Wednesday, Sept 13. In Hann. Munden

Breakfast in the church across from the hotel. Standard fare, but a great setting. Explored the town a bit more. Some interesting old buildings that need a lot of attention. Two rivers come together here and there were locks to raise boats and barges. There was even passenger boat service. Walked/climbed up to the tower overlooking town for view of the place and pictures. Headed down for an afternoon gelato from a malt shop that had 1950's diner motif with a buck tooth Elvis mural on the wall. Dinner at the Chinese place again, the curry soup was that good. Seems like the town is populated by old people. Dave wondered what was going on in town so long ago that there were so many merchants able to build so many houses. Was trade that lucrative?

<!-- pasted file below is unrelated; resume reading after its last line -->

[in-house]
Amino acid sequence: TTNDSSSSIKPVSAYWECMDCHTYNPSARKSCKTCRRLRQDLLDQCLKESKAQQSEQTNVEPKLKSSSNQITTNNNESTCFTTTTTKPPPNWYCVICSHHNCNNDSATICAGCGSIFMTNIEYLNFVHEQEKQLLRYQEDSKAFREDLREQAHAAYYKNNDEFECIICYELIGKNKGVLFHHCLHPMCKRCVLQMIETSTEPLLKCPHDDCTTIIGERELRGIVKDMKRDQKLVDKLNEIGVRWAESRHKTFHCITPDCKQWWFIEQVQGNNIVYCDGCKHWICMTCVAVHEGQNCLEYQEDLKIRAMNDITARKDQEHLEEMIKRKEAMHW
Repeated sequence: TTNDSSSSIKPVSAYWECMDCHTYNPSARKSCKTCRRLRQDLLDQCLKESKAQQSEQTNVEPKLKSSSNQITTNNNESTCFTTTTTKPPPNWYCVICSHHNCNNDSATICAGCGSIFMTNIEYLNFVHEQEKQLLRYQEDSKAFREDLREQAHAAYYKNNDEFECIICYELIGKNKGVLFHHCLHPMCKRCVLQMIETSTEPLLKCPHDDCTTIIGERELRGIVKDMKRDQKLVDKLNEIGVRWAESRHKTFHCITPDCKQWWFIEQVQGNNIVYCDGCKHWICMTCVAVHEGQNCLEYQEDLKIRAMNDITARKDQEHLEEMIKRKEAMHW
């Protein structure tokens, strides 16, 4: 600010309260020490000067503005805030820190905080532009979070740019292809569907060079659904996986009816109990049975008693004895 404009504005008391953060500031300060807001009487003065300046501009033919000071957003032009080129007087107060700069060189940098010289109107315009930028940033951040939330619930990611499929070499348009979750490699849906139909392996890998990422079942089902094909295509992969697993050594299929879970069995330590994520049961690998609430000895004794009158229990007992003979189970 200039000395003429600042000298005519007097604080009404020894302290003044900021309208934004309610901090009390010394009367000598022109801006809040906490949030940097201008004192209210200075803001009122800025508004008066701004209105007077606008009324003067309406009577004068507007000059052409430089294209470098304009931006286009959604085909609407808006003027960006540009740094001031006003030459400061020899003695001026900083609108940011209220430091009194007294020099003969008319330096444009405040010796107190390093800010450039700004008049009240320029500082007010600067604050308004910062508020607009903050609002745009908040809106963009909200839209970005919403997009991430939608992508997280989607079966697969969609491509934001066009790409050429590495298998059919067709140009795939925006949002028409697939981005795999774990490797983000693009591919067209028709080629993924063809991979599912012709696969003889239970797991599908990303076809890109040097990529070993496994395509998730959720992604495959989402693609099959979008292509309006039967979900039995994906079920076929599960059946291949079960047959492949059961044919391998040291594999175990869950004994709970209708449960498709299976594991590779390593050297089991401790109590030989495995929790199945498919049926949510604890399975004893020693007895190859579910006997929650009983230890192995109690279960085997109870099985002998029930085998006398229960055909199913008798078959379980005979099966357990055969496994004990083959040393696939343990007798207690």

Thursday, Sept 14. Train to Fulda

Breakfast in the church. Packed and rode to the train station. Arranged train to Fulda. In Fulda, Dave tried the INVITE Hotel, but sold out. Headed to the Tourist Information Office, and they directed us to a hotel by the river. A 700 year old building with a waterwheel, restaurant and brewery, Hotel Wiesenmuhle. Easy to like. Walked to town, saw the old church, at 800 years, and the new church, at 500 years. Very picturesque. Beer, bread and fries at the hotel brewery for dinner. The beer was a typical German beer, but the waitress said dark beer would be on tap next week.

Friday, Sept 15. Train to Ansbach.